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Why the Unemployment Lines May Soon Grow Much Longer

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October 26, 2011 - Why the Unemployment Lines May Soon Grow Much Longer - By Elliott Wave International

For 4 years, government was hiring while the private sector was firing.

Even as a shrinking number of taxpayers meant declining revenues, many federal government jobs still paid more than an equivalent private sector position. Plus the excellent benefits, numerous days off, regular pay raises, and high degree of job security.

As the saying goes, "nice work if you can get it." But...

. . . that may soon change across all levels of government. The chart below suggests that trend in federal, state and local government employment appears to be reversing.

Government Workers

In June, government cut 39,000 jobs. And an Alabama Congressman told CNBC (Oct. 26) that while 15,000,000 private sector workers lost their jobs since 2008, only 100,000 government employees lost theirs in the same time frame. The August Financial Forecast says more government job losses are likely:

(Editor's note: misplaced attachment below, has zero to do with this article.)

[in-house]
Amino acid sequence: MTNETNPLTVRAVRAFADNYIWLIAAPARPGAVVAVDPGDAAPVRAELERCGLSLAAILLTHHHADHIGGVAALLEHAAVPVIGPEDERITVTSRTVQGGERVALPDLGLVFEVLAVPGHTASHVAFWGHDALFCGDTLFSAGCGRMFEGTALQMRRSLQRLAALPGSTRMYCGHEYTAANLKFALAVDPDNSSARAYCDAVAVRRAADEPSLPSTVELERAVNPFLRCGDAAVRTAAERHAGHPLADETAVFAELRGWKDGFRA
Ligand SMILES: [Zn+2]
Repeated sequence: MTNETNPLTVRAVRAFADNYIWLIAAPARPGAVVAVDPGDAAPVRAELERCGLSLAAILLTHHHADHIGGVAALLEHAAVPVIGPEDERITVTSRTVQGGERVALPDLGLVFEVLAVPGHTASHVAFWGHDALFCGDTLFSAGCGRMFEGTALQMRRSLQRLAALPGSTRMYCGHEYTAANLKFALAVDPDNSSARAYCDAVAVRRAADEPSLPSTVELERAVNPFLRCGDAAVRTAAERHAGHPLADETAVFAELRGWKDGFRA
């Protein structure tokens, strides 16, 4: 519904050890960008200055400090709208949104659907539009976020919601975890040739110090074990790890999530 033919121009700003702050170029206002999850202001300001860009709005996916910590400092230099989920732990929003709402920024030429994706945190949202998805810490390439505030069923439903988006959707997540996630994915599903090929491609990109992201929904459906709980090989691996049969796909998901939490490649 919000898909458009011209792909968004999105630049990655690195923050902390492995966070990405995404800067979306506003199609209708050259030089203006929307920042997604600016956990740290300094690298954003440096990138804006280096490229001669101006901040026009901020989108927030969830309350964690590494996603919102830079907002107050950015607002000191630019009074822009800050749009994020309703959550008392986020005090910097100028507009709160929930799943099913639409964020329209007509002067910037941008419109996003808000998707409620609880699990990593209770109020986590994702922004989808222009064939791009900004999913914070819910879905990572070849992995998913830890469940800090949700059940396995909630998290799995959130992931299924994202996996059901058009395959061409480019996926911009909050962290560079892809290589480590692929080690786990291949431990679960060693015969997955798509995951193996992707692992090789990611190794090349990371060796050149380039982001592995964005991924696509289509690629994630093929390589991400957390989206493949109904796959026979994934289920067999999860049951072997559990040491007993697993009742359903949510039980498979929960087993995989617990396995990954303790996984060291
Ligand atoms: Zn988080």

"The biggest contributor to government job growth over the last 50 years is at the state and local level...As real estate-based tax revenue continues to plunge and sales and income taxes get hit by another economic slump, the trap door will fly open for many who believed that government work offered shelter from the storm."

One such "trap door" appears to be in Chicago. MSNBC reports (Oct. 25) that Chicago's mayor wants to cut 500 city jobs. The city is expecting a $636-million shortfall in 2012.

Numerous other municipal "financial shortfall" stories have appeared in the financial press over the past several months. But Chicago's budget gap makes it clear that the crisis is not confined to small and medium sized towns.

We also know that many state budgets remain in crisis. And there's the $14-plus trillion federal debt.

Is the trend reversal in the decades-long government job growth part of a bigger deflationary trend? Will government layoffs mean unemployment rates well above the current 9.1%?

Our Financial Forecast and Elliott Wave Theorist provides analysis you will not find anywhere else, and helps you prepare for what few are expecting: a deflationary depression.

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